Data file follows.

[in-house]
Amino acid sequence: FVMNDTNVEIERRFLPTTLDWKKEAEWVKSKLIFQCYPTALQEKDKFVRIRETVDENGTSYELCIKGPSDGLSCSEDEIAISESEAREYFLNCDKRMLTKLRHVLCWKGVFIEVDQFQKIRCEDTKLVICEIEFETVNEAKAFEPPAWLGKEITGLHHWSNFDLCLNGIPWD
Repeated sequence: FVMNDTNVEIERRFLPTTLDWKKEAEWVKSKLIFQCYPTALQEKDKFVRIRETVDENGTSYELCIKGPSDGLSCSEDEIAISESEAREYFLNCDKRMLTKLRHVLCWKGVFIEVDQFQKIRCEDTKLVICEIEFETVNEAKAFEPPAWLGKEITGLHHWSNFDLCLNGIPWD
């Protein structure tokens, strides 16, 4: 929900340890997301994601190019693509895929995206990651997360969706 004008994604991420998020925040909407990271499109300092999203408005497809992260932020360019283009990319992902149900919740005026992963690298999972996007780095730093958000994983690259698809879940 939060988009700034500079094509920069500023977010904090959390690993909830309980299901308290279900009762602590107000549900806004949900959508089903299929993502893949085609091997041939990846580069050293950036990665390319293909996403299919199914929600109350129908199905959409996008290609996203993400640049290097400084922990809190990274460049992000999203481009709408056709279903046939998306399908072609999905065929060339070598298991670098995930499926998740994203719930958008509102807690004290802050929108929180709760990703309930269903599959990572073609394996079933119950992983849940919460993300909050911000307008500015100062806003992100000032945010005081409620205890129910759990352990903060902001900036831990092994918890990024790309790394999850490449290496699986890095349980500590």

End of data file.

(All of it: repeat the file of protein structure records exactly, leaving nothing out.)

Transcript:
[in-house]
Amino acid sequence: FVMNDTNVEIERRFLPTTLDWKKEAEWVKSKLIFQCYPTALQEKDKFVRIRETVDENGTSYELCIKGPSDGLSCSEDEIAISESEAREYFLNCDKRMLTKLRHVLCWKGVFIEVDQFQKIRCEDTKLVICEIEFETVNEAKAFEPPAWLGKEITGLHHWSNFDLCLNGIPWD
Repeated sequence: FVMNDTNVEIERRFLPTTLDWKKEAEWVKSKLIFQCYPTALQEKDKFVRIRETVDENGTSYELCIKGPSDGLSCSEDEIAISESEAREYFLNCDKRMLTKLRHVLCWKGVFIEVDQFQKIRCEDTKLVICEIEFETVNEAKAFEPPAWLGKEITGLHHWSNFDLCLNGIPWD
């Protein structure tokens, strides 16, 4: 929900340890997301994601190019693509895929995206990651997360969706 004008994604991420998020925040909407990271499109300092999203408005497809992260932020360019283009990319992902149900919740005026992963690298999972996007780095730093958000994983690259698809879940 939060988009700034500079094509920069500023977010904090959390690993909830309980299901308290279900009762602590107000549900806004949900959508089903299929993502893949085609091997041939990846580069050293950036990665390319293909996403299919199914929600109350129908199905959409996008290609996203993400640049290097400084922990809190990274460049992000999203481009709408056709279903046939998306399908072609999905065929060339070598298991670098995930499926998740994203719930958008509102807690004290802050929108929180709760990703309930269903599959990572073609394996079933119950992983849940919460993300909050911000307008500015100062806003992100000032945010005081409620205890129910759990352990903060902001900036831990092994918890990024790309790394999850490449290496699986890095349980500590």